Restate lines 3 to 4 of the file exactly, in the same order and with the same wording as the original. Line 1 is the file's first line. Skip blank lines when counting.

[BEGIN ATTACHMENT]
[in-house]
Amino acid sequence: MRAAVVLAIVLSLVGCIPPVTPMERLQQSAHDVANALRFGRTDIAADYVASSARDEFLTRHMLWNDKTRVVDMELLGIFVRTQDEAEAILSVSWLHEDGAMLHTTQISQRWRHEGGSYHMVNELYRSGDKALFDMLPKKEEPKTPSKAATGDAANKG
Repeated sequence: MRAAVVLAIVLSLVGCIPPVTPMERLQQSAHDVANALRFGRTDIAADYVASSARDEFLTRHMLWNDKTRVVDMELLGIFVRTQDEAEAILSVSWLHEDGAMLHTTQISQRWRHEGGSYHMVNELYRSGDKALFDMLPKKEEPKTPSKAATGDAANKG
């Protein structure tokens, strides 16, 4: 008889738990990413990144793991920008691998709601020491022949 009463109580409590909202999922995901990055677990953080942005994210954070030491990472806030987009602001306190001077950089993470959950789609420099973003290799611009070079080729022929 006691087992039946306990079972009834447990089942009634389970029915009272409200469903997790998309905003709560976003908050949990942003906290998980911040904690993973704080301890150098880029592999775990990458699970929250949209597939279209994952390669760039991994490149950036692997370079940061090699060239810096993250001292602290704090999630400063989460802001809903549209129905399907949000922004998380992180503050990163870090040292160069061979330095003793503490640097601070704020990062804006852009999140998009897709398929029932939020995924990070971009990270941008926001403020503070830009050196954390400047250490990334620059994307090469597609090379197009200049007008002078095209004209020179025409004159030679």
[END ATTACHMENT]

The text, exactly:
Repeated sequence: MRAAVVLAIVLSLVGCIPPVTPMERLQQSAHDVANALRFGRTDIAADYVASSARDEFLTRHMLWNDKTRVVDMELLGIFVRTQDEAEAILSVSWLHEDGAMLHTTQISQRWRHEGGSYHMVNELYRSGDKALFDMLPKKEEPKTPSKAATGDAANKG
């Protein structure tokens, strides 16, 4: 008889738990990413990144793991920008691998709601020491022949 009463109580409590909202999922995901990055677990953080942005994210954070030491990472806030987009602001306190001077950089993470959950789609420099973003290799611009070079080729022929 006691087992039946306990079972009834447990089942009634389970029915009272409200469903997790998309905003709560976003908050949990942003906290998980911040904690993973704080301890150098880029592999775990990458699970929250949209597939279209994952390669760039991994490149950036692997370079940061090699060239810096993250001292602290704090999630400063989460802001809903549209129905399907949000922004998380992180503050990163870090040292160069061979330095003793503490640097601070704020990062804006852009999140998009897709398929029932939020995924990070971009990270941008926001403020503070830009050196954390400047250490990334620059994307090469597609090379197009200049007008002078095209004209020179025409004159030679």